Avoiding or Accepting Conflict in Public Talk
GB : Cambridge University Press
1 - 22 p.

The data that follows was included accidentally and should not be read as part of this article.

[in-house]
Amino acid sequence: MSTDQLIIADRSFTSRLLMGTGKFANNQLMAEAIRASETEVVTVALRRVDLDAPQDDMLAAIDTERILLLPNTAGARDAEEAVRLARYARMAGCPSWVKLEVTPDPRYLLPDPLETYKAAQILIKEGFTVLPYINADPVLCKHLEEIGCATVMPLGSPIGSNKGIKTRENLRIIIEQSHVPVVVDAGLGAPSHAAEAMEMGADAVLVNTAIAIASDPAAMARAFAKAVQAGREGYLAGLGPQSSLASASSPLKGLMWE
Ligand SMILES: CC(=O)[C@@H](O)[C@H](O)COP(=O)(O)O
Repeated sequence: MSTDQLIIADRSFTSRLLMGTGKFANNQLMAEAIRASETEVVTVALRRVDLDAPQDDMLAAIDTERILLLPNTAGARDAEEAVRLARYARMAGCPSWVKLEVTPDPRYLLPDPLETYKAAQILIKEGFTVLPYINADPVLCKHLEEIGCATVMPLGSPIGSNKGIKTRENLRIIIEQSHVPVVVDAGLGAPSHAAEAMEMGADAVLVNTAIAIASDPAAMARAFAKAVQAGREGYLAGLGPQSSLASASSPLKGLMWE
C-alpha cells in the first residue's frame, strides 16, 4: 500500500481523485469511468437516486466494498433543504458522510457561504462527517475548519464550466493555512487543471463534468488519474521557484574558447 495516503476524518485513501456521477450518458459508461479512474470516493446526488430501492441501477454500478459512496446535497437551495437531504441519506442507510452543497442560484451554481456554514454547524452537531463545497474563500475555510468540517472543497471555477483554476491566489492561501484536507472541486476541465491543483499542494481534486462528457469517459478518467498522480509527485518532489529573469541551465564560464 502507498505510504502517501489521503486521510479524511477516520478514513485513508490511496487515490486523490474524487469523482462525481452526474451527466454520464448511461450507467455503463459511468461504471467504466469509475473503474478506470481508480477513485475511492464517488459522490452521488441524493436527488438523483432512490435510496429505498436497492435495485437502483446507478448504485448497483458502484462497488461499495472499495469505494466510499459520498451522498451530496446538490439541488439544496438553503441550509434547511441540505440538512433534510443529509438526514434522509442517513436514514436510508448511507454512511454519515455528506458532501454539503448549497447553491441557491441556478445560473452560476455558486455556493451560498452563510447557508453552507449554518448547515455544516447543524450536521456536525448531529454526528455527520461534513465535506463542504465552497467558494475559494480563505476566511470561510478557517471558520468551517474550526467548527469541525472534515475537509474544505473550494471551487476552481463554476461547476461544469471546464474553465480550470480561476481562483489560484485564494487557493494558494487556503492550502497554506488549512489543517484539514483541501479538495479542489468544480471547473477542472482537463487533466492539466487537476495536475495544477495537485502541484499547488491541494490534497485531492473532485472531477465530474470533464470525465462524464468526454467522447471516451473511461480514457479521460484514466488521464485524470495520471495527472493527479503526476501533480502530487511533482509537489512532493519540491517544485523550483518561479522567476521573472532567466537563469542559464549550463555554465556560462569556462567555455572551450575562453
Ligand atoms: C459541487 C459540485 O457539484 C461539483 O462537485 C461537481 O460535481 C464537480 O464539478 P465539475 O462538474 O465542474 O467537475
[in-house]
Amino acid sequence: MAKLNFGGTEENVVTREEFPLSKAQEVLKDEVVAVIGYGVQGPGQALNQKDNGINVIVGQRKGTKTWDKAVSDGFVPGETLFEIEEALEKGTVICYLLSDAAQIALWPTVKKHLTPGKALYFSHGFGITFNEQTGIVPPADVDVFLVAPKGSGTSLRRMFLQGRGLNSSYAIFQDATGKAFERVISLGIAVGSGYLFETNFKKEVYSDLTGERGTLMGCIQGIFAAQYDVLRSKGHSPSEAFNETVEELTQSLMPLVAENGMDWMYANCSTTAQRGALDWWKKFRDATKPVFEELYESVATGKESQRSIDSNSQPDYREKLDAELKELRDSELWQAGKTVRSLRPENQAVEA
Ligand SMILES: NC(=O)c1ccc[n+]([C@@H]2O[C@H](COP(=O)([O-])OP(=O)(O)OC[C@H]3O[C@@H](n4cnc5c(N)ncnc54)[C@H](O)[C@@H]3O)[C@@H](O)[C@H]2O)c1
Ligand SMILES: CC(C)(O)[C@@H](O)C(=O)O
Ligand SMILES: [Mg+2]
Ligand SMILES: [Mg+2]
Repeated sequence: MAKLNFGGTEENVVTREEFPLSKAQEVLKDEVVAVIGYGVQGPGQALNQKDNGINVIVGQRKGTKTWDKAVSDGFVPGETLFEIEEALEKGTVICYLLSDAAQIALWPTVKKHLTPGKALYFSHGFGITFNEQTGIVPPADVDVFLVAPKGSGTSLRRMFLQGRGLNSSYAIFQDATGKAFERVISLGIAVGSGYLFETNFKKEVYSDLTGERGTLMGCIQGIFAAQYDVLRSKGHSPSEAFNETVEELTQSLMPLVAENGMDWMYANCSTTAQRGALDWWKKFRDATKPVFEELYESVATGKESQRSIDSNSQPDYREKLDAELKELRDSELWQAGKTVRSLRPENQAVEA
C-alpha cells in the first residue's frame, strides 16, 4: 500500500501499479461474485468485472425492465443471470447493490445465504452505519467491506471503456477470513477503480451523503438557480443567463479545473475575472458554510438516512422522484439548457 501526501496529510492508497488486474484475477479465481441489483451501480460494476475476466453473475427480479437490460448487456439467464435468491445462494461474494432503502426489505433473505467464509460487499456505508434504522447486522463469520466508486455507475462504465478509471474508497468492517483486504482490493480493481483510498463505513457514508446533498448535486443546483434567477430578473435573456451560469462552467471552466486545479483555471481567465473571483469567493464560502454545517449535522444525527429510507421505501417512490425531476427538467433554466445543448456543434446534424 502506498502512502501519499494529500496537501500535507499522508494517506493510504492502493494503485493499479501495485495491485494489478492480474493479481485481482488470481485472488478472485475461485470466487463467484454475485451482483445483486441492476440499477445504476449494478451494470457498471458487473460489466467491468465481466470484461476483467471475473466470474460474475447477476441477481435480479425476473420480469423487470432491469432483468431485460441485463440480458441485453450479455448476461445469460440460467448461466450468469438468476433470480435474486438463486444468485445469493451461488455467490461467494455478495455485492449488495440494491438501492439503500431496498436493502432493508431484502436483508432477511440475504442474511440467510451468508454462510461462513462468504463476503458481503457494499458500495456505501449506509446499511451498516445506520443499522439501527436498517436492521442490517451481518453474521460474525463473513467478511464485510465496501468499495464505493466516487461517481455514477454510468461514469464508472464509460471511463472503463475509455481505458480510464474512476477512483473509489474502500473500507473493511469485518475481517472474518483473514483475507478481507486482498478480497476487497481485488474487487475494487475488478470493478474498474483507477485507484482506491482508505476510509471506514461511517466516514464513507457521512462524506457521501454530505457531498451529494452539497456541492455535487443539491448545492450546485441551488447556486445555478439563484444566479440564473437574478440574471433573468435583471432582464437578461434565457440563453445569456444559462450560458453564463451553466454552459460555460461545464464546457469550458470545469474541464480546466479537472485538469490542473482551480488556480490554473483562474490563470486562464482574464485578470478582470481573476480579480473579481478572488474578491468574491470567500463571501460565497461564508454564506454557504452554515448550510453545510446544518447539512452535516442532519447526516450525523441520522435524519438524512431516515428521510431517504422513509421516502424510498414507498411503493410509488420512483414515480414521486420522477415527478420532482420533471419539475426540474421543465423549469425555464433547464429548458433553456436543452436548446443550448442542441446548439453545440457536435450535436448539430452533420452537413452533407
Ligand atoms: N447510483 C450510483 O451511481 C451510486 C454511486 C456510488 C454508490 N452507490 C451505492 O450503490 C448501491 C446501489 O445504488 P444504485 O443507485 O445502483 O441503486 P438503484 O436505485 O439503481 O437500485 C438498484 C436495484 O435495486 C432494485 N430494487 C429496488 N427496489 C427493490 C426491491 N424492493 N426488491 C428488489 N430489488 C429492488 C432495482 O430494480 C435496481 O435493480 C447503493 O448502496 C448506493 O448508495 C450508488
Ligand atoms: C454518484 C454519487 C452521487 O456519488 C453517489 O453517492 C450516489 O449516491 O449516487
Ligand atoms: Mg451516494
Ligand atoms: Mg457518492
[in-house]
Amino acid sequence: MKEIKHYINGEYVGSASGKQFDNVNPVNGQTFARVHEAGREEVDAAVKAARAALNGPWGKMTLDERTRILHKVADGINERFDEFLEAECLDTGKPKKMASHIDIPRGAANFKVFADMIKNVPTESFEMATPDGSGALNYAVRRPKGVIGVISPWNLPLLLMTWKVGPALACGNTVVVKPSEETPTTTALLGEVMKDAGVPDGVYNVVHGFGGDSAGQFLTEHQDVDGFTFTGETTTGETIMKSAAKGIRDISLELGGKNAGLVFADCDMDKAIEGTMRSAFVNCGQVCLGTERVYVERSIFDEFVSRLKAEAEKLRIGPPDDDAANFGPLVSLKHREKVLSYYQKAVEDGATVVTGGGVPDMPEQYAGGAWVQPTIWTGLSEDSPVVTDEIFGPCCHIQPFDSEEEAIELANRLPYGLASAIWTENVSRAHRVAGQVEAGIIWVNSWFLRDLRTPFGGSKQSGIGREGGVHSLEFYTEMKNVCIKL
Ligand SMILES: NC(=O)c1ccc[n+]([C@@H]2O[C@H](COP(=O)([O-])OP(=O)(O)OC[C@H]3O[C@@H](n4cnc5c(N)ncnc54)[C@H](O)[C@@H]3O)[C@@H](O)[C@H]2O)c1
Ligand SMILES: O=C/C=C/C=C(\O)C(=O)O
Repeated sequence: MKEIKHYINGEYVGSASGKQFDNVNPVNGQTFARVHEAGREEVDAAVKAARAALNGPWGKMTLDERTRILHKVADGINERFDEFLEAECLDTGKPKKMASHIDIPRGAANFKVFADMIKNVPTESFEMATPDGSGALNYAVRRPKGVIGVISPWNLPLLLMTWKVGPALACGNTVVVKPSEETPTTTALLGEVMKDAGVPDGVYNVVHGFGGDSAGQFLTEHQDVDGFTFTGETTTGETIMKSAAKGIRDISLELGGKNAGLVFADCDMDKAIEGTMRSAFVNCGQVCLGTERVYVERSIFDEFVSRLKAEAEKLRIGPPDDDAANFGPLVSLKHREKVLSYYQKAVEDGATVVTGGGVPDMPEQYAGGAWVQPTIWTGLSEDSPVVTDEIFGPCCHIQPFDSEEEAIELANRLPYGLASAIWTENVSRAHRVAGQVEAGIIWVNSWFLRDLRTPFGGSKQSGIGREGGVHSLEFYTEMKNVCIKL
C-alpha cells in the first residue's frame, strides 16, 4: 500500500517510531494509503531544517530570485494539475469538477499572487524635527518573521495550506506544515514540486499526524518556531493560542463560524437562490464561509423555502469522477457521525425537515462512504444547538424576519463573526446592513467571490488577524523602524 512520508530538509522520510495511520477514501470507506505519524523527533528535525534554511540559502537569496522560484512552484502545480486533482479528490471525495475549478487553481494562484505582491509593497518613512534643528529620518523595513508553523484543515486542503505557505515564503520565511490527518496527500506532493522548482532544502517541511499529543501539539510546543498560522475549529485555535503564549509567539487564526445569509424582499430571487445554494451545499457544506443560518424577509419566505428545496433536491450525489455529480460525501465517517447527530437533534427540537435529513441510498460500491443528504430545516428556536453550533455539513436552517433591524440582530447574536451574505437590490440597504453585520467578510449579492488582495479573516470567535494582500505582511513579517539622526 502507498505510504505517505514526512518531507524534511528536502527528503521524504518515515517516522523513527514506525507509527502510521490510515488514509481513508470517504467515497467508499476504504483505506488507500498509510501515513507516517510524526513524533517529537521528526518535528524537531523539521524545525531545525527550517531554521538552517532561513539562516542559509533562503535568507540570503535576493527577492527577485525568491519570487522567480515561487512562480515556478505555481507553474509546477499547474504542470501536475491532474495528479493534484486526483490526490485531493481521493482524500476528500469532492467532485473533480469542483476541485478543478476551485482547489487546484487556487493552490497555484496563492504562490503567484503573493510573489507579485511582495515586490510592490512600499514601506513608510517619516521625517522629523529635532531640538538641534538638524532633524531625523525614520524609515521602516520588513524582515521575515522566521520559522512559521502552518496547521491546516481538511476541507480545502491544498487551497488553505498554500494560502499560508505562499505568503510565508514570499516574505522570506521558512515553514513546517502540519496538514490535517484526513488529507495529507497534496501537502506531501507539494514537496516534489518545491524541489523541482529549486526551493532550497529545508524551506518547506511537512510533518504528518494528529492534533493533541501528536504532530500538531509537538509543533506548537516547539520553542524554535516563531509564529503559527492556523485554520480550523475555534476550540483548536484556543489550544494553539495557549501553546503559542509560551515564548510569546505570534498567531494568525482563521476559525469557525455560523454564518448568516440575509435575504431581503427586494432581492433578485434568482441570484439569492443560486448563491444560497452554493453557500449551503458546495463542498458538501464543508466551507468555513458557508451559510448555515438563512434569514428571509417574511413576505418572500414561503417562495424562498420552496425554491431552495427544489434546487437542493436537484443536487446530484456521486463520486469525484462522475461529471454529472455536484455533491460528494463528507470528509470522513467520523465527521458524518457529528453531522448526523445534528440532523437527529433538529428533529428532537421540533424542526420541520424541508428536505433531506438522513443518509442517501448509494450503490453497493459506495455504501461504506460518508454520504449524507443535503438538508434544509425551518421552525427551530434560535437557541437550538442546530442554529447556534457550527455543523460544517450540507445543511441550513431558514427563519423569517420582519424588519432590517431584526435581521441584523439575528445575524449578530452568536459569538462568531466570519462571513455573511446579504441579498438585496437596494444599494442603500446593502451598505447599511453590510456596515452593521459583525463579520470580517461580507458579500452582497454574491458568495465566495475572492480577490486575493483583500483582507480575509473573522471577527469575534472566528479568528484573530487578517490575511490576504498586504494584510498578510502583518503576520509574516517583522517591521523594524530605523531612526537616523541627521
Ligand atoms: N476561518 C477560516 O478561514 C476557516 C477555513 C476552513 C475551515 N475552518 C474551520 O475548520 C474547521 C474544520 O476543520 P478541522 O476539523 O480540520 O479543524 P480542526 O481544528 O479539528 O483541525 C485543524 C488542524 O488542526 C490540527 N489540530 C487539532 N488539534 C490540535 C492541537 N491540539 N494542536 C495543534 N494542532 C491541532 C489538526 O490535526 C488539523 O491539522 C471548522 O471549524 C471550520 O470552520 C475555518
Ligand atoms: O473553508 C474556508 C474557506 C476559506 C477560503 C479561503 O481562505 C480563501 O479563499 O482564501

This article gives an account of experimental research conducted in France with focus groups on delinquency. It is based on theoretical work which shows how the political is partly a mode of expression as well as a way of addressing conflict. An empirical analysis is presented of how people take or resist the risk of conflict in public discussion over social issues. The group discussions corroborate previous insights by attesting that conflict in public discussion is generally latent and often repressed. Specific analysis follows of those processes that contribute to the rare transformation from latent to overt conflict, highlighting the evidence that the public expression of conflict proceeds from participants' alliances and biographical narratives. Moreover, a certain hierarchy of social identification is seen among the participants. The influence of political competence on political implication is complex.